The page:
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10 PSD classics of the “Naughties”

As we say goodbye to the “Naughties” I thought it may be interesting to step back and reflect on some of the significant books of the last decade that really did change the way we thought about PSD and its contribution to development. Given the “decade” theme, I’ve limited the selection to ten, although the books don’t map to each year of the decade. Obviously such an exercise is pretty subjective so please feedback any glaring omissions/personal prejudices. So, in order of publication date, rather than magnitude of contribution we have:

  1. De Soto, Hernando (2000) The Mystery of Capital: Why Capitalism Triumphs in the West and Fails Everywhere Else. The central idea that the poor in developing countries with weak systems of property rights and stifling bureaucracies are unable to leverage the value of their (informal) assets has been a big influence on donor PSD programmes. 
  2. Easterly, William (2002) The Elusive Quest for Growth: Economists’ Adventures and Misadventures in the Tropics. Here at the World Bank, the battle between “planners” and “searchers” shows no sign of abating.
  3. Yunus, M. (2003) Banker to the Poor: Micro-Lending and the Battle Against World Poverty. The nobel prize winner who made micro-finance mainstream. I was tempted to include the more recent Portfolios of the Poor for its more hard edged analysis of how the poor spend their money. Yunus’s more recent work focuses on the concept of social entrepreneurship.
  4. Kay, John (2004) The Truth about Markets: Why Some Countries are Rich and Others Remain Poor. Everything you need to know about incentive compatability, disciplined pluralism and embedded markets.
  5. Wolf, Martin (2005), Why Globalisation Works. Some might question whether it actually does after the last couple of years. But setting out the merits of global integration is an intensely competitive space occupied also by Stigtitz (2005) “Fair Trade for All” and Bhagwati (2004) “In Defense of Globalisation” amongst others.
  6. Prahalad C.K (2005) The Fortune at the Bottom of the Pyramid. Although many have questioned whether there really is a fortune there or not, this book shows how the poor can be treated as a serious market players making rational economic decisions, rather than being passive aid beneficiaries. I think much more PSD work can usefully be done in relation to wealth creation at the base of the pyramid (BoP). Stuart Hart’s “Capitalism at the Crossroads: Aligning Business, Earth, and Humanity” is also a close contender in the BoP space, as is Al Hammond’s “Bottom Four Billion”.
  7. Levitt and Dubner (2006) Freakonomics: A Rogue Economist Explains the Hidden Side of Everything. The original thought-provoking book that put Pop Economics on the map and spawned lots of imitators including this blog’s own Undercover Economist (Tim Harford) as well as the Armchair Economist (Landsberg); and the Economic Naturalist (Frank).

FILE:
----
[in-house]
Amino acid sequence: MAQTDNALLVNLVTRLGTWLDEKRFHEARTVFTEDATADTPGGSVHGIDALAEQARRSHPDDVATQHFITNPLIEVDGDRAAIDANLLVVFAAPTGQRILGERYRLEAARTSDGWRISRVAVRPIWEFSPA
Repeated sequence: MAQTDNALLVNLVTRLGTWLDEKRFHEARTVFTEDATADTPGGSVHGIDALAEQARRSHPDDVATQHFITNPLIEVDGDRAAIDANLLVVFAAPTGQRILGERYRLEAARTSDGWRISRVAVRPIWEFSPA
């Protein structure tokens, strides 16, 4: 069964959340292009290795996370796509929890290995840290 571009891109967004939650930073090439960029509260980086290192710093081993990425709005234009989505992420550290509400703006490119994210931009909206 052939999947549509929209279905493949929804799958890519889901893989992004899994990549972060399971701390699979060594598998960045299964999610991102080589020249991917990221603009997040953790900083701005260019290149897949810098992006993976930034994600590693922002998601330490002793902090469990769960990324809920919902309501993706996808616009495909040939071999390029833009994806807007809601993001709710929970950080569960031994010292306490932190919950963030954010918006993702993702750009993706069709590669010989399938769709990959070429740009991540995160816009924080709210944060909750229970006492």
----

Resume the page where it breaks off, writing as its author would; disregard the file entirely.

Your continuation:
8. Collier, Paul (2007) The Bottom Billion: Why the Poorest Countries are Failing and What Can Be Done About It. The four traps that show how development for the world’s poorest means more than just more aid.
  9. Stern, Nicholas (2007), The Economics of Climate Change: The Stern Review. Depicting climate change as the “greatest and widest-ranging market failure ever seen” was a huge conceptual step forward. This perspective makes it much easier to devise and justify PSD or market based contributions to low-carbon growth. However, recent events in Copenhagen show we’re still some way away from establishing a clear global price for carbon.
  10. Tett, Gillian (2009), Fool’s Gold: how unrestrained greed corrupted a dream, shattered global markets and unleashed a catastrophe. Do you still need to know what this book is about? 

Update: An anonymous publishing detective has drawn my attention to the fact that Tim Harford's Undercover Economist came out in 2005 (see book 7 in my list). Therefore he can't be an "imitator" of Freakonomics which came out the following year. My apologies to Tim for this mis-representation. Needless to say, his book - as well as his newer "logic of life" - is an excellent read!


Submitted by Ivailo Izvorski on
Clearly, DeSotto's title is not correct. Capitalism has done very well in many regions besides the West. All we have to do is witness the rise of Asia, the re-integration into the world economy of Eastern Europe, and the substantial progress in Latin America and, indeed, Africa, over the last decade.

Submitted by Jamus on
Actually, Landsburg is the original ``pop economist''---The Armchair Economist came out in 1995---and his work had endeared itself to a (smaller) market of economists and economics students way before Levitt and Dubner appeared on the scene. Likewise, way before Freakonomics appeared, Frank first introduced his ``economic naturalist'' questions in his introductory econ class at Cornell at least since the mid-1990s, of which the eponymous 2007 book is only a culmination of the best of his students' (and Frank's own) answers. P.S. (not for posting) I believe that the noughties should be spelt thusly, reflecting the fact that the 2000s were ``noughts.'' Of course, Alan could in fact be making a pun.

Submitted by Cecile on
Great post. And, yes, I would argue that Alan was actually making a pun! Out with the "naughties"... what next??

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